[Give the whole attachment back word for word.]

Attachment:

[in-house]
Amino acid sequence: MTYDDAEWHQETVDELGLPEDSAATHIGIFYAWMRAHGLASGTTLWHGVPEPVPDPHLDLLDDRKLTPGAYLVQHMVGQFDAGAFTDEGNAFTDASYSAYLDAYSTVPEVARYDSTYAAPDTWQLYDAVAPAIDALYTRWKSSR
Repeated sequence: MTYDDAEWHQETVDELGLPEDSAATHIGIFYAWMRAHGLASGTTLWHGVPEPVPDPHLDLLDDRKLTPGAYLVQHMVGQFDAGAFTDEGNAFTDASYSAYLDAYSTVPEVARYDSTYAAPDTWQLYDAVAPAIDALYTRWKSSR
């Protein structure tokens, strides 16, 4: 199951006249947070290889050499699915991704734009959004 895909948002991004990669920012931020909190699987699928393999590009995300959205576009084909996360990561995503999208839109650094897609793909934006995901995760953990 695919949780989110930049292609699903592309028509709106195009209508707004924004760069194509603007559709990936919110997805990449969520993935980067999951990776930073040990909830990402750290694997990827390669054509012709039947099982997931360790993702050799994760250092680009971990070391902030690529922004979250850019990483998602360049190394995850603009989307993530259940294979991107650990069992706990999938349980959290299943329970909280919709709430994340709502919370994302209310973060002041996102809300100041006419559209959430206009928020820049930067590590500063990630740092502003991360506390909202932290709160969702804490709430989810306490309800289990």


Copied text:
[in-house]
Amino acid sequence: MTYDDAEWHQETVDELGLPEDSAATHIGIFYAWMRAHGLASGTTLWHGVPEPVPDPHLDLLDDRKLTPGAYLVQHMVGQFDAGAFTDEGNAFTDASYSAYLDAYSTVPEVARYDSTYAAPDTWQLYDAVAPAIDALYTRWKSSR
Repeated sequence: MTYDDAEWHQETVDELGLPEDSAATHIGIFYAWMRAHGLASGTTLWHGVPEPVPDPHLDLLDDRKLTPGAYLVQHMVGQFDAGAFTDEGNAFTDASYSAYLDAYSTVPEVARYDSTYAAPDTWQLYDAVAPAIDALYTRWKSSR
């Protein structure tokens, strides 16, 4: 199951006249947070290889050499699915991704734009959004 895909948002991004990669920012931020909190699987699928393999590009995300959205576009084909996360990561995503999208839109650094897609793909934006995901995760953990 695919949780989110930049292609699903592309028509709106195009209508707004924004760069194509603007559709990936919110997805990449969520993935980067999951990776930073040990909830990402750290694997990827390669054509012709039947099982997931360790993702050799994760250092680009971990070391902030690529922004979250850019990483998602360049190394995850603009989307993530259940294979991107650990069992706990999938349980959290299943329970909280919709709430994340709502919370994302209310973060002041996102809300100041006419559209959430206009928020820049930067590590500063990630740092502003991360506390909202932290709160969702804490709430989810306490309800289990």